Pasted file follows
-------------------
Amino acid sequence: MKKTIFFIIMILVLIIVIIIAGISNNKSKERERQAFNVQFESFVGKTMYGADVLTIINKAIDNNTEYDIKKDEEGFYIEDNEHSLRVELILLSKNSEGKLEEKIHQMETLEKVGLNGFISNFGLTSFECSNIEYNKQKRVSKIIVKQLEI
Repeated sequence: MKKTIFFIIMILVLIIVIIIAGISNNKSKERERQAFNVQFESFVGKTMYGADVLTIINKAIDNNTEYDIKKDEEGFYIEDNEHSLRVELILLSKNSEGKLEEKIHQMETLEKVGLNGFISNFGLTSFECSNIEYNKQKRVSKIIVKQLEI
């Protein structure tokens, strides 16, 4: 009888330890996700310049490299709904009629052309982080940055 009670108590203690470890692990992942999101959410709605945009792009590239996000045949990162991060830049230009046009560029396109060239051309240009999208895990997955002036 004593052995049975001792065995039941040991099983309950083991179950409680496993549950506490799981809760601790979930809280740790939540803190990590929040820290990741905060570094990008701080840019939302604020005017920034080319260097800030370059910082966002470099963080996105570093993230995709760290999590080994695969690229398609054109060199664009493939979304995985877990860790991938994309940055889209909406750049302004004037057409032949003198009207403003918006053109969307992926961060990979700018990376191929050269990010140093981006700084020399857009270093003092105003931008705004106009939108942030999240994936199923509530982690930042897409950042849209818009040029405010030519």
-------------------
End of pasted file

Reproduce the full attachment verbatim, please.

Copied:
Amino acid sequence: MKKTIFFIIMILVLIIVIIIAGISNNKSKERERQAFNVQFESFVGKTMYGADVLTIINKAIDNNTEYDIKKDEEGFYIEDNEHSLRVELILLSKNSEGKLEEKIHQMETLEKVGLNGFISNFGLTSFECSNIEYNKQKRVSKIIVKQLEI
Repeated sequence: MKKTIFFIIMILVLIIVIIIAGISNNKSKERERQAFNVQFESFVGKTMYGADVLTIINKAIDNNTEYDIKKDEEGFYIEDNEHSLRVELILLSKNSEGKLEEKIHQMETLEKVGLNGFISNFGLTSFECSNIEYNKQKRVSKIIVKQLEI
């Protein structure tokens, strides 16, 4: 009888330890996700310049490299709904009629052309982080940055 009670108590203690470890692990992942999101959410709605945009792009590239996000045949990162991060830049230009046009560029396109060239051309240009999208895990997955002036 004593052995049975001792065995039941040991099983309950083991179950409680496993549950506490799981809760601790979930809280740790939540803190990590929040820290990741905060570094990008701080840019939302604020005017920034080319260097800030370059910082966002470099963080996105570093993230995709760290999590080994695969690229398609054109060199664009493939979304995985877990860790991938994309940055889209909406750049302004004037057409032949003198009207403003918006053109969307992926961060990979700018990376191929050269990010140093981006700084020399857009270093003092105003931008705004106009939108942030999240994936199923509530982690930042897409950042849209818009040029405010030519």